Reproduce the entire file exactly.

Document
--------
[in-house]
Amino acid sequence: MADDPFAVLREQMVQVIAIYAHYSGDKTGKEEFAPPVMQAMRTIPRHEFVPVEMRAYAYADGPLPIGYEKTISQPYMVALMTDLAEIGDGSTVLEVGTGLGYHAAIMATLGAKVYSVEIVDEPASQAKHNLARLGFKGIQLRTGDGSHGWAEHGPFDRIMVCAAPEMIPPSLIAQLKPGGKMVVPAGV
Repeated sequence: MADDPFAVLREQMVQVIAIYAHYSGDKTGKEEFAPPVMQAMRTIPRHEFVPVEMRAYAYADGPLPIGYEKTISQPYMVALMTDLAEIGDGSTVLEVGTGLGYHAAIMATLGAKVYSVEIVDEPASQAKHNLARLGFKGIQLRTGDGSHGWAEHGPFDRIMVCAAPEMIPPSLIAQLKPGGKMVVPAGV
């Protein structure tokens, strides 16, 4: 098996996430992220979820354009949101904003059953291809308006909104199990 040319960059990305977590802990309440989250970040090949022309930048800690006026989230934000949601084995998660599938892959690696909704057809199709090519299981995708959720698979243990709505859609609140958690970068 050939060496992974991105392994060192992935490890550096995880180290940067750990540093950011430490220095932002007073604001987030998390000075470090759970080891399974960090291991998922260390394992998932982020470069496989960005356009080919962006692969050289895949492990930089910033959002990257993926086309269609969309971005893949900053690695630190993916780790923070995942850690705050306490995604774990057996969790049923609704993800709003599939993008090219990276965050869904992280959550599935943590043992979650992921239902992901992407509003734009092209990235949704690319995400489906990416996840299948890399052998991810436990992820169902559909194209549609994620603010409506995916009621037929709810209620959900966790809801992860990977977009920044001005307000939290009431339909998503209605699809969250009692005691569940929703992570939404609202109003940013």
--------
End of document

[in-house]
Amino acid sequence: MADDPFAVLREQMVQVIAIYAHYSGDKTGKEEFAPPVMQAMRTIPRHEFVPVEMRAYAYADGPLPIGYEKTISQPYMVALMTDLAEIGDGSTVLEVGTGLGYHAAIMATLGAKVYSVEIVDEPASQAKHNLARLGFKGIQLRTGDGSHGWAEHGPFDRIMVCAAPEMIPPSLIAQLKPGGKMVVPAGV
Repeated sequence: MADDPFAVLREQMVQVIAIYAHYSGDKTGKEEFAPPVMQAMRTIPRHEFVPVEMRAYAYADGPLPIGYEKTISQPYMVALMTDLAEIGDGSTVLEVGTGLGYHAAIMATLGAKVYSVEIVDEPASQAKHNLARLGFKGIQLRTGDGSHGWAEHGPFDRIMVCAAPEMIPPSLIAQLKPGGKMVVPAGV
């Protein structure tokens, strides 16, 4: 098996996430992220979820354009949101904003059953291809308006909104199990 040319960059990305977590802990309440989250970040090949022309930048800690006026989230934000949601084995998660599938892959690696909704057809199709090519299981995708959720698979243990709505859609609140958690970068 050939060496992974991105392994060192992935490890550096995880180290940067750990540093950011430490220095932002007073604001987030998390000075470090759970080891399974960090291991998922260390394992998932982020470069496989960005356009080919962006692969050289895949492990930089910033959002990257993926086309269609969309971005893949900053690695630190993916780790923070995942850690705050306490995604774990057996969790049923609704993800709003599939993008090219990276965050869904992280959550599935943590043992979650992921239902992901992407509003734009092209990235949704690319995400489906990416996840299948890399052998991810436990992820169902559909194209549609994620603010409506995916009621037929709810209620959900966790809801992860990977977009920044001005307000939290009431339909998503209605699809969250009692005691569940929703992570939404609202109003940013």